And the cynics are right to say that an idea takes a second to come up with.

Sometimes a good idea just pops right out following a briefing.

Other times it seems to never come.

Like not being able to sleep.

Staring at a blank page is like staring at the ceiling at 3am.

Try as you might, your body won't cooperate.

So, I don’t like my creatives to work like this.

I call it creative flow.

You can see it in teams.

When they have ‘flow’ they have momentum and the brain is easily giving up ideas.

Like having the wind in their sails.

But this only lasts a few hours at most.

You have to be grown up enough to know that when the wind dies down, when the flow stops. You should stop.

So when we say teams have two days to come up with ideas, it’s not two days straight.

It will be bursts of flow interspersed with smaller ‘brainless’ activities.

Going for a walk.

Lunch.

Coffee.

Timesheets.

Whatever it takes.

But, also, crucially - If they’re in a flow moment.

We leave them alone. 

Don’t take the wind out of their sails.

Don't desk jump them.

It seems to work.

And, if only we could just get the industry to accept that we should sleep when we want too - we'd be in a better place.

Goodnight.

(Written at 3am on a Tuesday night).




Tuesday, January 27, 2015

The one degree of inspiration - how we do briefings




Can you create an association between a dolphin and a windmill?

Non-linear thinking is an essential exercise for creative development.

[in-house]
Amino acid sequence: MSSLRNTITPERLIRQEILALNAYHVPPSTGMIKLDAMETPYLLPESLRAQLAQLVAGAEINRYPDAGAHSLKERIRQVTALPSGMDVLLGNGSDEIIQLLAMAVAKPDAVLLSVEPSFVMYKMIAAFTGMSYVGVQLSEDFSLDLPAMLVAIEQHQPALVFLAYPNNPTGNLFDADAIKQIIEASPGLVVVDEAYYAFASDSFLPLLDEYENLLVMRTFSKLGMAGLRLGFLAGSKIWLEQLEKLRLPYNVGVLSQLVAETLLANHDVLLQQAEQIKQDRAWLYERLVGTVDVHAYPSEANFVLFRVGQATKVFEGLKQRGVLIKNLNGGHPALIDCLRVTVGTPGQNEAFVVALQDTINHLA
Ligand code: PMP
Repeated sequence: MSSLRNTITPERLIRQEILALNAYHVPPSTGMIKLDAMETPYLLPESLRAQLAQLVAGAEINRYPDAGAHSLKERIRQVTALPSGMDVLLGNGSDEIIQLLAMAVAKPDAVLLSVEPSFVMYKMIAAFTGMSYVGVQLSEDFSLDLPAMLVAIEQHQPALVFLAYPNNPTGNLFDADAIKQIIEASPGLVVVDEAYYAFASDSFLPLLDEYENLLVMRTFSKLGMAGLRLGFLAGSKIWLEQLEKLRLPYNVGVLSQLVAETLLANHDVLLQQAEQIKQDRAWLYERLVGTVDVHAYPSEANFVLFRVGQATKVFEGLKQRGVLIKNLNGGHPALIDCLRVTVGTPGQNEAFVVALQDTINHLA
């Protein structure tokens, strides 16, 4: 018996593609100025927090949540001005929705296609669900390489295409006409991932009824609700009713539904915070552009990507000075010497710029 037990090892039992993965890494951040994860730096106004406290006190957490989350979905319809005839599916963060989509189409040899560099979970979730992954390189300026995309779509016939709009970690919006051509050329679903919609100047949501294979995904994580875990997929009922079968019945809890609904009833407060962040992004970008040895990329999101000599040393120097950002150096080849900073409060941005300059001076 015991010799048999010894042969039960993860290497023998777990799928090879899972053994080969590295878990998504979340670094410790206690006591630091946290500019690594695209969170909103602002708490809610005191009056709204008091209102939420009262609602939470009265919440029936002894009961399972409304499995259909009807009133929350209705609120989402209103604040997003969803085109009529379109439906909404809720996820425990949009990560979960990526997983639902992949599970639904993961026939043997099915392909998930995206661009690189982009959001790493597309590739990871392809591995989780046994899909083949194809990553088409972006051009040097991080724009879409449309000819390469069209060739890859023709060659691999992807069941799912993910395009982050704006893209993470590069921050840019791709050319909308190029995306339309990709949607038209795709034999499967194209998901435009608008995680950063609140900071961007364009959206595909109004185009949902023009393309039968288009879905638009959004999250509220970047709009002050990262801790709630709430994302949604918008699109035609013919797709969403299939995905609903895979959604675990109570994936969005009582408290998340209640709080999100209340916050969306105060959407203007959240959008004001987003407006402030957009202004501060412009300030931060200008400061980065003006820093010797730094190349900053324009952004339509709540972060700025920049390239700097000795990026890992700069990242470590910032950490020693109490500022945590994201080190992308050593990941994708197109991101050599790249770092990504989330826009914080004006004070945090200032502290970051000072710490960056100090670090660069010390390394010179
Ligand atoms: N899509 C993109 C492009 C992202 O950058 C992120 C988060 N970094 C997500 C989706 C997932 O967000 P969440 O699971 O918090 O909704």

Take two random objects and try to create a scenario that links them.

It puts your brain in a state of creative thinking, forcing abstract, tangential ways to solve problems.

Which is essentially the difference between thinking like an engineer (literal, lateral) and a creative (non-lateral).

Briefing an engineer, I reckon, looks a lot like most people brief creatives - a piece of paper with specific details on it that map out the specs needed for the job to be done.

The creative brief is a funny old beast, and plenty had been discussed about how that’s done on the web - see Beeker Northam from Dentsu speaking for D&AD on that topic.

I’m interested here on how we brief.

Because much of how it’s done now doesn’t put creatives in the best place to come up with ideas.

I guarantee the first thing most creatives do after receiving a brief is Google the client, or similar advertising solutions.

It makes the work derivative of other work.

It’s one step of free association from the starting place.

One degree of inspiration.

I like to take them further degrees away from this.

Make the work more original, and therefore more successful.

So here are a couple of key things we do that are designed to work with the creative mind:

They’re called the 'Nolans':

1. Inception - seed the brief early and let it grow in the mind. We do it a week early.

2. Memento - Write it all out super clearly so it makes sense when you wake up the next day.

3. Interstellar - We go far away from the office. For our record label client, we go to Rough Trade Records. For Glenfiddich we go to a high-end bar.

And it works.

We get better work, sooner.



Oh, and my answer is a wind machine making waves in a dolphin tank at Sea World.






Friday, January 23, 2015

What We Can Learn from Expansion Blunders

By Terence Jou

Target announced last Thursday that it plans on shutting down operations in Canada, closing 133 locations across the country over the next few months and leaving 17,600 employees out of work. Analysts had been attacking Target’s expansion plans since starting operations in 2011 and opening it’s first store in 2013. Critical about its “botched invasion”, experts highlight the following points that contributed to continued losses for the brand:
  • Distribution centre and store inventory tracking problems led to empty shelves
  • Disparity between price and product matches to the US stores
  • No e-commerce strategy as competitors like Amazon and Wal-Mart, who gained territory in online shopping